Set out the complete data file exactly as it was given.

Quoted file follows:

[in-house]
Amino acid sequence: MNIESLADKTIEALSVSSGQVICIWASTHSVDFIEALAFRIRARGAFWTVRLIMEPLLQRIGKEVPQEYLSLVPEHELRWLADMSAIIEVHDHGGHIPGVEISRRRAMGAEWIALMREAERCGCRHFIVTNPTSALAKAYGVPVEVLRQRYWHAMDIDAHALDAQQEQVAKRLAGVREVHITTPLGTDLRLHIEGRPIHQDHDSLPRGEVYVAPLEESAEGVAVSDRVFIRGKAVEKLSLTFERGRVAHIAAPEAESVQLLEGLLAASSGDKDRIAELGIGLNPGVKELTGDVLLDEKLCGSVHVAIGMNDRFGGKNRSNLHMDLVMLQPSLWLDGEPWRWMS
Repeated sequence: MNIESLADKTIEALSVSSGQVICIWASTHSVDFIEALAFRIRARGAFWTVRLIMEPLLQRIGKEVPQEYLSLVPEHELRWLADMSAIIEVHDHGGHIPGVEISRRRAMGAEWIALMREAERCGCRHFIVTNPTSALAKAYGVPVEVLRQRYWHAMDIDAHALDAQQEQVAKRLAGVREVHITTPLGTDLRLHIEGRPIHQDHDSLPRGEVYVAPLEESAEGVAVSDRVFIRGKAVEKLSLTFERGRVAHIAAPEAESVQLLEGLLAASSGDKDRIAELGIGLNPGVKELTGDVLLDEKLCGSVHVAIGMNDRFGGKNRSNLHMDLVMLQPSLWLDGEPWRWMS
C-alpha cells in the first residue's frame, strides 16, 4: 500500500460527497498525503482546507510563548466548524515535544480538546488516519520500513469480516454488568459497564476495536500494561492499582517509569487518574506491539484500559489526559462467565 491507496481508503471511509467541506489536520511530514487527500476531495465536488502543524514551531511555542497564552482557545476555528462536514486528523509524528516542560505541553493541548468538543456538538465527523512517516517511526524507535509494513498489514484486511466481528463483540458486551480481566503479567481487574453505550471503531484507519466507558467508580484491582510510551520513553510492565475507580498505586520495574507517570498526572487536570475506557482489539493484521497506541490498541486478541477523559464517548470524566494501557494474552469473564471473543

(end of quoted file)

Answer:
[in-house]
Amino acid sequence: MNIESLADKTIEALSVSSGQVICIWASTHSVDFIEALAFRIRARGAFWTVRLIMEPLLQRIGKEVPQEYLSLVPEHELRWLADMSAIIEVHDHGGHIPGVEISRRRAMGAEWIALMREAERCGCRHFIVTNPTSALAKAYGVPVEVLRQRYWHAMDIDAHALDAQQEQVAKRLAGVREVHITTPLGTDLRLHIEGRPIHQDHDSLPRGEVYVAPLEESAEGVAVSDRVFIRGKAVEKLSLTFERGRVAHIAAPEAESVQLLEGLLAASSGDKDRIAELGIGLNPGVKELTGDVLLDEKLCGSVHVAIGMNDRFGGKNRSNLHMDLVMLQPSLWLDGEPWRWMS
Repeated sequence: MNIESLADKTIEALSVSSGQVICIWASTHSVDFIEALAFRIRARGAFWTVRLIMEPLLQRIGKEVPQEYLSLVPEHELRWLADMSAIIEVHDHGGHIPGVEISRRRAMGAEWIALMREAERCGCRHFIVTNPTSALAKAYGVPVEVLRQRYWHAMDIDAHALDAQQEQVAKRLAGVREVHITTPLGTDLRLHIEGRPIHQDHDSLPRGEVYVAPLEESAEGVAVSDRVFIRGKAVEKLSLTFERGRVAHIAAPEAESVQLLEGLLAASSGDKDRIAELGIGLNPGVKELTGDVLLDEKLCGSVHVAIGMNDRFGGKNRSNLHMDLVMLQPSLWLDGEPWRWMS
C-alpha cells in the first residue's frame, strides 16, 4: 500500500460527497498525503482546507510563548466548524515535544480538546488516519520500513469480516454488568459497564476495536500494561492499582517509569487518574506491539484500559489526559462467565 491507496481508503471511509467541506489536520511530514487527500476531495465536488502543524514551531511555542497564552482557545476555528462536514486528523509524528516542560505541553493541548468538543456538538465527523512517516517511526524507535509494513498489514484486511466481528463483540458486551480481566503479567481487574453505550471503531484507519466507558467508580484491582510510551520513553510492565475507580498505586520495574507517570498526572487536570475506557482489539493484521497506541490498541486478541477523559464517548470524566494501557494474552469473564471473543